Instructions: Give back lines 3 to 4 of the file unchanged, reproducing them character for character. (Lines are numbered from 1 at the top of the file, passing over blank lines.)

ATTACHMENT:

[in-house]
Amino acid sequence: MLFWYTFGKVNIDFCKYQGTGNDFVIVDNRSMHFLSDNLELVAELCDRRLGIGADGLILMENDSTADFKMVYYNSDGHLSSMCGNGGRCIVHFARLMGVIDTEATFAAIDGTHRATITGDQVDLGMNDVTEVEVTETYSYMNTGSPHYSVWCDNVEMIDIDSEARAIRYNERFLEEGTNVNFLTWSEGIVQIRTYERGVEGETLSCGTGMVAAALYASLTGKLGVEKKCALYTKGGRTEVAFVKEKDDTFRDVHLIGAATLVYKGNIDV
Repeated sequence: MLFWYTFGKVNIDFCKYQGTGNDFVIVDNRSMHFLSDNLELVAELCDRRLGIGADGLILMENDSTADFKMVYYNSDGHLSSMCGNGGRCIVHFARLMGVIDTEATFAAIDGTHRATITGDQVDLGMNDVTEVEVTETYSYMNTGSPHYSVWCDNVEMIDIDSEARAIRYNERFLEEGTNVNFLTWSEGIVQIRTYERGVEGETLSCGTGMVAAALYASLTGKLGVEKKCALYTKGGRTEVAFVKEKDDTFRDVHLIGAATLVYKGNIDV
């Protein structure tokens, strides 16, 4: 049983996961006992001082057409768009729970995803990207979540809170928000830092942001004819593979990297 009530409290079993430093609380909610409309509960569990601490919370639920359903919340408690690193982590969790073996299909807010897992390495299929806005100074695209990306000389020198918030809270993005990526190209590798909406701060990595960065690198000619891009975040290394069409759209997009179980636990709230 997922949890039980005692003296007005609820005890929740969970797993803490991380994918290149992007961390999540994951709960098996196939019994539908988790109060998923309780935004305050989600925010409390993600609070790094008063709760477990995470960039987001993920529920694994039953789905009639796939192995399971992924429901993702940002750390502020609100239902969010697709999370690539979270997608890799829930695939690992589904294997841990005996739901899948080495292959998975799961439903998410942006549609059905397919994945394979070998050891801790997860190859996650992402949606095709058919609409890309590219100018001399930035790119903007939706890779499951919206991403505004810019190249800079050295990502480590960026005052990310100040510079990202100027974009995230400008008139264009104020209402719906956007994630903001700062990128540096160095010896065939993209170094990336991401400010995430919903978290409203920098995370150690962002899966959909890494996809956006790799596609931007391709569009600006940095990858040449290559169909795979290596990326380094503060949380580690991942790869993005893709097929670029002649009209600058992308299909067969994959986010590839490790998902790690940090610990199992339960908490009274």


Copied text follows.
Repeated sequence: MLFWYTFGKVNIDFCKYQGTGNDFVIVDNRSMHFLSDNLELVAELCDRRLGIGADGLILMENDSTADFKMVYYNSDGHLSSMCGNGGRCIVHFARLMGVIDTEATFAAIDGTHRATITGDQVDLGMNDVTEVEVTETYSYMNTGSPHYSVWCDNVEMIDIDSEARAIRYNERFLEEGTNVNFLTWSEGIVQIRTYERGVEGETLSCGTGMVAAALYASLTGKLGVEKKCALYTKGGRTEVAFVKEKDDTFRDVHLIGAATLVYKGNIDV
């Protein structure tokens, strides 16, 4: 049983996961006992001082057409768009729970995803990207979540809170928000830092942001004819593979990297 009530409290079993430093609380909610409309509960569990601490919370639920359903919340408690690193982590969790073996299909807010897992390495299929806005100074695209990306000389020198918030809270993005990526190209590798909406701060990595960065690198000619891009975040290394069409759209997009179980636990709230 997922949890039980005692003296007005609820005890929740969970797993803490991380994918290149992007961390999540994951709960098996196939019994539908988790109060998923309780935004305050989600925010409390993600609070790094008063709760477990995470960039987001993920529920694994039953789905009639796939192995399971992924429901993702940002750390502020609100239902969010697709999370690539979270997608890799829930695939690992589904294997841990005996739901899948080495292959998975799961439903998410942006549609059905397919994945394979070998050891801790997860190859996650992402949606095709058919609409890309590219100018001399930035790119903007939706890779499951919206991403505004810019190249800079050295990502480590960026005052990310100040510079990202100027974009995230400008008139264009104020209402719906956007994630903001700062990128540096160095010896065939993209170094990336991401400010995430919903978290409203920098995370150690962002899966959909890494996809956006790799596609931007391709569009600006940095990858040449290559169909795979290596990326380094503060949380580690991942790869993005893709097929670029002649009209600058992308299909067969994959986010590839490790998902790690940090610990199992339960908490009274």